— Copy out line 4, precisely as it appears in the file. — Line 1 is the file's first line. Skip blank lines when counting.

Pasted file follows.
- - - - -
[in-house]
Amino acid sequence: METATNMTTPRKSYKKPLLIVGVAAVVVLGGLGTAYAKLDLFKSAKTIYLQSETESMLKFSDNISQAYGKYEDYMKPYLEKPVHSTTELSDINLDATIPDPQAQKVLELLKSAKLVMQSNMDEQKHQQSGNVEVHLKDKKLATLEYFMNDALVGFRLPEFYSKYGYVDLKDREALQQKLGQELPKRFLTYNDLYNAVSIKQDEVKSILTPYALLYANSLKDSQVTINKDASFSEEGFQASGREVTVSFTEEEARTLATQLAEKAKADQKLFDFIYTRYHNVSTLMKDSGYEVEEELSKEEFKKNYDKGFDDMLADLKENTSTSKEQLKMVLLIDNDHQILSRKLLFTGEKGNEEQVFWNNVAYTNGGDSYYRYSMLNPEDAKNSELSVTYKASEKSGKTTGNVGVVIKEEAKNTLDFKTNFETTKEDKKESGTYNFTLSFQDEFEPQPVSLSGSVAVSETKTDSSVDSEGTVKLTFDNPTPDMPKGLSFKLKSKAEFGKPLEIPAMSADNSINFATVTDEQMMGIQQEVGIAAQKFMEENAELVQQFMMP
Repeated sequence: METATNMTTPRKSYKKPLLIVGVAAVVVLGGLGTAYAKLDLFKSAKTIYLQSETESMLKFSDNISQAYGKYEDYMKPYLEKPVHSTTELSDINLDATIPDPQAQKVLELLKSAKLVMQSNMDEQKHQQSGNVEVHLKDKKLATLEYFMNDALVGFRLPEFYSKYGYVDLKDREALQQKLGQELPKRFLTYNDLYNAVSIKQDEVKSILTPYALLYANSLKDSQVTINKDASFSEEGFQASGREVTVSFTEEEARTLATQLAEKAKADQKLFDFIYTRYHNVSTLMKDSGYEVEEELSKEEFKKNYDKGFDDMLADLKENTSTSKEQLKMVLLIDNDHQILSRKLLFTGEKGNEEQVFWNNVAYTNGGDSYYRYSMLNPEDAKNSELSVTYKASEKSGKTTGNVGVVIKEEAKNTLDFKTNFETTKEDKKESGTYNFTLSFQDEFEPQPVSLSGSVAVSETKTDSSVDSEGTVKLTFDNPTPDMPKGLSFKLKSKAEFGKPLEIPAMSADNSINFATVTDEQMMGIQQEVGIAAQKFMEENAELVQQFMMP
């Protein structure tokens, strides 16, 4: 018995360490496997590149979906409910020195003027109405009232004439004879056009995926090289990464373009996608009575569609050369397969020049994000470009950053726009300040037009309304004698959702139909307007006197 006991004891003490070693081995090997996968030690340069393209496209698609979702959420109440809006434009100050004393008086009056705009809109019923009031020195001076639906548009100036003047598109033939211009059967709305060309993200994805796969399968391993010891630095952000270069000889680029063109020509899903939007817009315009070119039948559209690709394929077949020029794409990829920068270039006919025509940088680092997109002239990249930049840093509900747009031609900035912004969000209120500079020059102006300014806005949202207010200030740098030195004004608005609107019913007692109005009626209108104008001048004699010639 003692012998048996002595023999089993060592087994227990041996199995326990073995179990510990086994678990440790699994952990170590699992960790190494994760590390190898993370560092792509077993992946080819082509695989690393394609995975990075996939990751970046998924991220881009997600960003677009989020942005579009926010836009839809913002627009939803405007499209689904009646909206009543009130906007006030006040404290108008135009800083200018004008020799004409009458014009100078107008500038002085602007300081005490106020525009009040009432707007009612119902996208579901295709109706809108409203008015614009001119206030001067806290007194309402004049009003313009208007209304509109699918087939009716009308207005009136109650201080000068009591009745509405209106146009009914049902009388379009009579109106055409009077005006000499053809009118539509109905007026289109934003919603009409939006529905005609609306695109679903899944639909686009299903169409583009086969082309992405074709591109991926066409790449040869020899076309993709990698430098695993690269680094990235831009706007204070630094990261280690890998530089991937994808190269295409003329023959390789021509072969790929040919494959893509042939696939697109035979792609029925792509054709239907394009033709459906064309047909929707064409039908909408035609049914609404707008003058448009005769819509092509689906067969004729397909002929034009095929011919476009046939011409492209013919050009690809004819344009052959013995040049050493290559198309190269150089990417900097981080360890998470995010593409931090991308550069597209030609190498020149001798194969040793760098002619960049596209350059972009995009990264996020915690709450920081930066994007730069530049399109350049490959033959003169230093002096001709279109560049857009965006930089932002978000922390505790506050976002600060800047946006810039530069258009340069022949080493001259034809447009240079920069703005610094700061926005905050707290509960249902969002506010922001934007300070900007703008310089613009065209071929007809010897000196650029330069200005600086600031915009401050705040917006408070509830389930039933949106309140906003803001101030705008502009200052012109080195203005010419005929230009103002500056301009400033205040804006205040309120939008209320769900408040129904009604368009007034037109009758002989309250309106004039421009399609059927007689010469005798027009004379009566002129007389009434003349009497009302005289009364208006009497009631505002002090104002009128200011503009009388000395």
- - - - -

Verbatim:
């Protein structure tokens, strides 16, 4: 018995360490496997590149979906409910020195003027109405009232004439004879056009995926090289990464373009996608009575569609050369397969020049994000470009950053726009300040037009309304004698959702139909307007006197 006991004891003490070693081995090997996968030690340069393209496209698609979702959420109440809006434009100050004393008086009056705009809109019923009031020195001076639906548009100036003047598109033939211009059967709305060309993200994805796969399968391993010891630095952000270069000889680029063109020509899903939007817009315009070119039948559209690709394929077949020029794409990829920068270039006919025509940088680092997109002239990249930049840093509900747009031609900035912004969000209120500079020059102006300014806005949202207010200030740098030195004004608005609107019913007692109005009626209108104008001048004699010639 003692012998048996002595023999089993060592087994227990041996199995326990073995179990510990086994678990440790699994952990170590699992960790190494994760590390190898993370560092792509077993992946080819082509695989690393394609995975990075996939990751970046998924991220881009997600960003677009989020942005579009926010836009839809913002627009939803405007499209689904009646909206009543009130906007006030006040404290108008135009800083200018004008020799004409009458014009100078107008500038002085602007300081005490106020525009009040009432707007009612119902996208579901295709109706809108409203008015614009001119206030001067806290007194309402004049009003313009208007209304509109699918087939009716009308207005009136109650201080000068009591009745509405209106146009009914049902009388379009009579109106055409009077005006000499053809009118539509109905007026289109934003919603009409939006529905005609609306695109679903899944639909686009299903169409583009086969082309992405074709591109991926066409790449040869020899076309993709990698430098695993690269680094990235831009706007204070630094990261280690890998530089991937994808190269295409003329023959390789021509072969790929040919494959893509042939696939697109035979792609029925792509054709239907394009033709459906064309047909929707064409039908909408035609049914609404707008003058448009005769819509092509689906067969004729397909002929034009095929011919476009046939011409492209013919050009690809004819344009052959013995040049050493290559198309190269150089990417900097981080360890998470995010593409931090991308550069597209030609190498020149001798194969040793760098002619960049596209350059972009995009990264996020915690709450920081930066994007730069530049399109350049490959033959003169230093002096001709279109560049857009965006930089932002978000922390505790506050976002600060800047946006810039530069258009340069022949080493001259034809447009240079920069703005610094700061926005905050707290509960249902969002506010922001934007300070900007703008310089613009065209071929007809010897000196650029330069200005600086600031915009401050705040917006408070509830389930039933949106309140906003803001101030705008502009200052012109080195203005010419005929230009103002500056301009400033205040804006205040309120939008209320769900408040129904009604368009007034037109009758002989309250309106004039421009399609059927007689010469005798027009004379009566002129007389009434003349009497009302005289009364208006009497009631505002002090104002009128200011503009009388000395």